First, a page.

The deal will reportedly include a purchase of just under $1 billion of Neumann’s stock, along with an estimated $185 million “consulting fee” for stepping down from the company’s board, according to Bloomberg. Neumann’s voting powers would drop further, with his stake in the company falling below 10% once the agreement is set. He’ll also receive a $500 million line of credit to pay back JPMorgan for loans taken out against WeWork stock, back before the non-IPO debacle. The loans are said to have technically gone into default during Neumann’s ousting as CEO in September, prompting the bank to give him 45 days to settle on a repayment plan.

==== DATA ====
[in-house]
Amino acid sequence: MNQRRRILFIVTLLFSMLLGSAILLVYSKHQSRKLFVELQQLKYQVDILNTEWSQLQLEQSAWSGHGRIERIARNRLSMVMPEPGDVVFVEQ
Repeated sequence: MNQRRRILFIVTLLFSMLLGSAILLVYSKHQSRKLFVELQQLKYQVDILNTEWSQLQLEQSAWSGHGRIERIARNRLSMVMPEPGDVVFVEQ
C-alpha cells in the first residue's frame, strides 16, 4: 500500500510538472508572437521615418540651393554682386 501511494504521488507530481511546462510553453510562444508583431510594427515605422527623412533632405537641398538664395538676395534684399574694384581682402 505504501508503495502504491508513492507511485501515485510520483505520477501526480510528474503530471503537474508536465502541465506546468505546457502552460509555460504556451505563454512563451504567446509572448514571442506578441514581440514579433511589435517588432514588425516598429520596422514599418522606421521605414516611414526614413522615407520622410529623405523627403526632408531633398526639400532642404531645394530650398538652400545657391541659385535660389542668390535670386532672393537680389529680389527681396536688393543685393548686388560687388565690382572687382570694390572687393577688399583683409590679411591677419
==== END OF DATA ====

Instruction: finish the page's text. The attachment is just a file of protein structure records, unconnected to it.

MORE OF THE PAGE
The SoftBank bailout will reportedly set WeWork’s valuation at around $7 to $8 billion, down from the inflated $47 billion pre-IPO valuation it boasted just weeks ago. The public-facing fall from grace has caused SoftBank CEO Masayoshi Son to call the billions of investment in the co-working company an “embarrassment.”
It’s too early to tell where the lifeline will take the We Company, which still needs to find a way to recover its public image as a private tech company. At the very least, the tightening hold over WeWork via Neumann’s ousting will salvage the company’s financial standing, given it was rumored that WeWork’s funding would run out by November. At the very least, SoftBank stepping in with its financing package will pump much-needed capital into keeping WeWork afloat while it trims the fat via thousands of layoffs.
For now, the We Company appears to be “too big to fail,” given the sizable bailout plan, including nearly $2 billion dollars from SoftBank to see Neumann walk.